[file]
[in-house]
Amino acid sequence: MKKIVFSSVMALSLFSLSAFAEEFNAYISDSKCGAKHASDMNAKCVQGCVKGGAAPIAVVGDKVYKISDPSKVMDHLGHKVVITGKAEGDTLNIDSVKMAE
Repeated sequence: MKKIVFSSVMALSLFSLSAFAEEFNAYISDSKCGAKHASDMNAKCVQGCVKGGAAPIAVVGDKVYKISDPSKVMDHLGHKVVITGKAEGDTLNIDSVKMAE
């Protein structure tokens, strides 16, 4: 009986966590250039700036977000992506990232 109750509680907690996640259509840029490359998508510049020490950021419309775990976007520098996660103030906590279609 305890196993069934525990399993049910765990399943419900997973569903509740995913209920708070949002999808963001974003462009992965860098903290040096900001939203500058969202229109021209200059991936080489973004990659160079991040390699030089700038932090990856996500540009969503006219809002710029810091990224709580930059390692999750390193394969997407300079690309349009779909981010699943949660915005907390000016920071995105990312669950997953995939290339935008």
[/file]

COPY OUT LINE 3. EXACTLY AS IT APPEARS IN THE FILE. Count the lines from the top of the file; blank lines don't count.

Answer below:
Repeated sequence: MKKIVFSSVMALSLFSLSAFAEEFNAYISDSKCGAKHASDMNAKCVQGCVKGGAAPIAVVGDKVYKISDPSKVMDHLGHKVVITGKAEGDTLNIDSVKMAE